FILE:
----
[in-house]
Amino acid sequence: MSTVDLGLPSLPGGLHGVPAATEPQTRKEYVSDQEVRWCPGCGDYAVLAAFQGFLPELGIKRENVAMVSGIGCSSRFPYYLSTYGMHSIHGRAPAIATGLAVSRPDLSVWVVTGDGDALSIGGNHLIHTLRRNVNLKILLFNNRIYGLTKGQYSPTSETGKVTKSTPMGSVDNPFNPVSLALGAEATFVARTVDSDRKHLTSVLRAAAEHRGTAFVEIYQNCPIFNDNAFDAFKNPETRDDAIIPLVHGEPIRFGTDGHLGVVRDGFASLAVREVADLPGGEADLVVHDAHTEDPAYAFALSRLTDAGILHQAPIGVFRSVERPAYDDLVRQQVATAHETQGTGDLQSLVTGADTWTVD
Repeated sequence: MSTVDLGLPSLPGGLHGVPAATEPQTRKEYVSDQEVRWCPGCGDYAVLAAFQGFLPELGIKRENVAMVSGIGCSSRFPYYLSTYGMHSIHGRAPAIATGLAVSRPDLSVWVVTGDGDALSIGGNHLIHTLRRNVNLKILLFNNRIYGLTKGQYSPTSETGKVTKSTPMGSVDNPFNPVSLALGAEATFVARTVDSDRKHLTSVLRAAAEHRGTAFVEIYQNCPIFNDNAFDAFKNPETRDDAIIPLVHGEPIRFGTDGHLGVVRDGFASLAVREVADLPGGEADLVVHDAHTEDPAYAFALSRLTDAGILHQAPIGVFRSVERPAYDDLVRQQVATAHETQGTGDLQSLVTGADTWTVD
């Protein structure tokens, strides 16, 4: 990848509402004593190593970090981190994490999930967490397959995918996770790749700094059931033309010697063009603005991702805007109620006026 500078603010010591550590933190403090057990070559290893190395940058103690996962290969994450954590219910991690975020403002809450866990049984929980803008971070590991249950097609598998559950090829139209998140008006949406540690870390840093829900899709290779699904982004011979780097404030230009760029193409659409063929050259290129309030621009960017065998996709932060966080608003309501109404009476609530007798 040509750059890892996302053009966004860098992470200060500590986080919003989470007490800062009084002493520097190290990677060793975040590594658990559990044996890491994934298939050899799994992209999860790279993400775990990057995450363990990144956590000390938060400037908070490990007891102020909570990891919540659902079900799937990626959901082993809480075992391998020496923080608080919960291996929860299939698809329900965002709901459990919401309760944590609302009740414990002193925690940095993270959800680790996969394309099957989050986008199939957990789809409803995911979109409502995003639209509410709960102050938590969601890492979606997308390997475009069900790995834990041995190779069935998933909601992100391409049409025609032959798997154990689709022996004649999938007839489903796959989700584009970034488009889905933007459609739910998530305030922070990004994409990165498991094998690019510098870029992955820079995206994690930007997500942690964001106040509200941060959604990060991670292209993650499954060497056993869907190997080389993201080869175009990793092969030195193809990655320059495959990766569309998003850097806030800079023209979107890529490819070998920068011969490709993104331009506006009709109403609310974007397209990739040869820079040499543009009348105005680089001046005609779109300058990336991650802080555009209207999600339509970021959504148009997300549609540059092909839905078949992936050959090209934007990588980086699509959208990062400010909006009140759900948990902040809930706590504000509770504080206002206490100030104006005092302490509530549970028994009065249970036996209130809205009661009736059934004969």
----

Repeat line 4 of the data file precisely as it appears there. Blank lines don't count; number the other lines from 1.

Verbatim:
């Protein structure tokens, strides 16, 4: 990848509402004593190593970090981190994490999930967490397959995918996770790749700094059931033309010697063009603005991702805007109620006026 500078603010010591550590933190403090057990070559290893190395940058103690996962290969994450954590219910991690975020403002809450866990049984929980803008971070590991249950097609598998559950090829139209998140008006949406540690870390840093829900899709290779699904982004011979780097404030230009760029193409659409063929050259290129309030621009960017065998996709932060966080608003309501109404009476609530007798 040509750059890892996302053009966004860098992470200060500590986080919003989470007490800062009084002493520097190290990677060793975040590594658990559990044996890491994934298939050899799994992209999860790279993400775990990057995450363990990144956590000390938060400037908070490990007891102020909570990891919540659902079900799937990626959901082993809480075992391998020496923080608080919960291996929860299939698809329900965002709901459990919401309760944590609302009740414990002193925690940095993270959800680790996969394309099957989050986008199939957990789809409803995911979109409502995003639209509410709960102050938590969601890492979606997308390997475009069900790995834990041995190779069935998933909601992100391409049409025609032959798997154990689709022996004649999938007839489903796959989700584009970034488009889905933007459609739910998530305030922070990004994409990165498991094998690019510098870029992955820079995206994690930007997500942690964001106040509200941060959604990060991670292209993650499954060497056993869907190997080389993201080869175009990793092969030195193809990655320059495959990766569309998003850097806030800079023209979107890529490819070998920068011969490709993104331009506006009709109403609310974007397209990739040869820079040499543009009348105005680089001046005609779109300058990336991650802080555009209207999600339509970021959504148009997300549609540059092909839905078949992936050959090209934007990588980086699509959208990062400010909006009140759900948990902040809930706590504000509770504080206002206490100030104006005092302490509530549970028994009065249970036996209130809205009661009736059934004969």